In early 2020, a pair of researchers called on Gilead to develop GS-441524 itself as a pill for Covid. In public statements and emails to the researchers, Gilead claimed it wouldn’t be effective or safe. And it would take longer to develop, because, unlike remdesivir, it had never been tested in humans. But the researchers argued that Gilead preferred remdesivir because it had a longer patent life. 

Those scientists now see VV116’s results as vindication.

“As for whether an effective pill could have been available far earlier in the pandemic if Gilead did develop GS-441524: The answer is yes” said Victoria Yan, one of the researchers and a graduate student at MD Anderson Cancer Center, in an email. 

Xu argued it’s likely GS-441524 would have worked to some degree, but that changes his team made ensured it was potent in the body. Yan agreed that one of the changes did help. 

Gilead reiterated in an email that the company didn’t develop GS-441524 because of concerns about “technical feasibility.” The company announced in January it is working on an oral antiviral, based off of GS-441524, which is now in Phase 3.

It’s among a small handful of efforts, including VV116, to develop antiviral pills that are as effective as Paxlovid but don’t come with the same drug-to-drug interactions that prevent some of the highest risk patients from taking Pfizer’s drug. 

These efforts could also make antivirals more available across the globe. Although molnupiravir, a less effective drug, is now widely available, access to Paxlovid has been “pretty limited,” said Julien Potet, a policy advisor to Doctors Without Borders. 

That could be because Pfizer started striking agreements with generic manufacturers later than Merck, molnupiravir’s developer, and Paxlovid is more complex to make, Potet said.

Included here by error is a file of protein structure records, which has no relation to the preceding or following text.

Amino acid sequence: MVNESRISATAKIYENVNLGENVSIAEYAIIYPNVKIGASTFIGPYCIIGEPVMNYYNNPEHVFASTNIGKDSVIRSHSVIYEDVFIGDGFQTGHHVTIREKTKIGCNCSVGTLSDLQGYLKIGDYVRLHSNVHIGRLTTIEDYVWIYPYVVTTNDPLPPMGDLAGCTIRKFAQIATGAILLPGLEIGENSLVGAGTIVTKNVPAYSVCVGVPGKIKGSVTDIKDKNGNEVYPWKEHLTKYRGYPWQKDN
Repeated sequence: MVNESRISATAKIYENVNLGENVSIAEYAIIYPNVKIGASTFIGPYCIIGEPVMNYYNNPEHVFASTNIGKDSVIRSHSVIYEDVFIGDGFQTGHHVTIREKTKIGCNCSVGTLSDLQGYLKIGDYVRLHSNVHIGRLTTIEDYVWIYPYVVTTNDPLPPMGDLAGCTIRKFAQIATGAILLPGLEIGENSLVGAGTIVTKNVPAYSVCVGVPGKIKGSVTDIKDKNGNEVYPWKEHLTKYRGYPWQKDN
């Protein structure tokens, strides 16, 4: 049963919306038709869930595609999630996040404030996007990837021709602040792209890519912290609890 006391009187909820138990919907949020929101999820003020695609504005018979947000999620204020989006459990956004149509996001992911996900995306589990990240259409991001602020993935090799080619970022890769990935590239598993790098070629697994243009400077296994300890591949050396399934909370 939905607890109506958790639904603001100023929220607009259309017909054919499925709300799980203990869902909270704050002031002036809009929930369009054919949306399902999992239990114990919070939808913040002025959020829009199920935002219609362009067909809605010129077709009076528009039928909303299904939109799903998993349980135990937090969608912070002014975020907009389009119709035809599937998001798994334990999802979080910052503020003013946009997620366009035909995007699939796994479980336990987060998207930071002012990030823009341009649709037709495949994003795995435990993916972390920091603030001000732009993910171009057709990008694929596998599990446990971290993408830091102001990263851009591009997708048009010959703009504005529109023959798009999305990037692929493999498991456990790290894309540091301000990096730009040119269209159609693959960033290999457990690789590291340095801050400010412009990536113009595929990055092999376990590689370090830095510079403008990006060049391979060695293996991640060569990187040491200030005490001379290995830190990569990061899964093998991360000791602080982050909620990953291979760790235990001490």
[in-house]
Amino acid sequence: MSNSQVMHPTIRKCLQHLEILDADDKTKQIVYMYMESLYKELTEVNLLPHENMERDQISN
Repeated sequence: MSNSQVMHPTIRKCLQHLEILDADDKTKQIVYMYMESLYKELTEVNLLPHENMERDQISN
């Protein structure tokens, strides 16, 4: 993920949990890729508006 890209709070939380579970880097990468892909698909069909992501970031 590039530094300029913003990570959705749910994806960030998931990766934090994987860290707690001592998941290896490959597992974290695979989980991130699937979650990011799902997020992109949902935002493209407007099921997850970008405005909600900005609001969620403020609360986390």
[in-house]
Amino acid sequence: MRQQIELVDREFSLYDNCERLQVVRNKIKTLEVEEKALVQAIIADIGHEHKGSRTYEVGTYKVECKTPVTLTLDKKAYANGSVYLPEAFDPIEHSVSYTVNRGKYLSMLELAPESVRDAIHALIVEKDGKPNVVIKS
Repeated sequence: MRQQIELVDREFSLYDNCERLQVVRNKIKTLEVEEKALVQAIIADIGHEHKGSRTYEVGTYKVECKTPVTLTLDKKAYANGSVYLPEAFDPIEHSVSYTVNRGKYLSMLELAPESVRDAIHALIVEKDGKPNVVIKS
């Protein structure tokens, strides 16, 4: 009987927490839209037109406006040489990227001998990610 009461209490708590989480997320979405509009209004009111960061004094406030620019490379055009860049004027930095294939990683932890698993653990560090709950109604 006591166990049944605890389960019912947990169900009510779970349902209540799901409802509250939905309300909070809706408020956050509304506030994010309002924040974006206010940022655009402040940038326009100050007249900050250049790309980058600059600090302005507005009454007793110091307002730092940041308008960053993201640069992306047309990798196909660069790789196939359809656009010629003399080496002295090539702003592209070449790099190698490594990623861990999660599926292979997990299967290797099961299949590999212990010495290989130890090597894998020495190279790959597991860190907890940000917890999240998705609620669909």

“If reasonably priced, [VV116] could make a major difference,” he added in an email.

The trials to make these new drugs available in the U.S. will have to look different than the one Junshi ran. Currently, U.S. researchers can’t easily run non-inferiority studies against Paxlovid. Because the drug is under emergency use authorization, researchers can only get it from Pfizer, but academics have so far struggled to access the drug for outside trials. As part of the team of researchers working on National Institutes of Health trials for Covid, Smith said he tried and failed to get Paxlovid for a non-inferiority study.

“You could not run this non-inferiority trial here,” he said. 

Companies developing new Covid antivirals have complained to federal officials that it has become impossible to run studies, said one government scientist involved in such talks, who spoke on condition of anonymity to discuss confidential deliberations. The FDA has asked them to compare their experimental drug to standard-of-care, but Pfizer refused to provide Paxlovid for the studies.

“I’ve heard multiple times from multiple drug companies,” the researcher said.

Drugmakers have had to go to other countries where regulations or the standard-of-care are different, the scientist said, and then hope they can convince the FDA to accept the data. Gilead, for example, currently lists three study sites for its Phase 3 trial. Two are in Canada. One is in Romania. 

Pfizer, in a statement, said it “is prioritizing”  Paxlovid for “patients at high risk for severe COVID-19 through governments and government-funded research organizations” and that, while it has received many research requests, “unfortunately, it is impossible to support them all.”

“We evaluate each proposal, selecting those with strongest scientific basis, the greatest likelihood of generating data important to patients and physicians, the intention to generate new data that is not already being collected through different means, and the ability of the requesting organization to protect the welfare of patients participating in research studies,” they said. 

The story has been updated to correct a name and to include a comment from Gilead.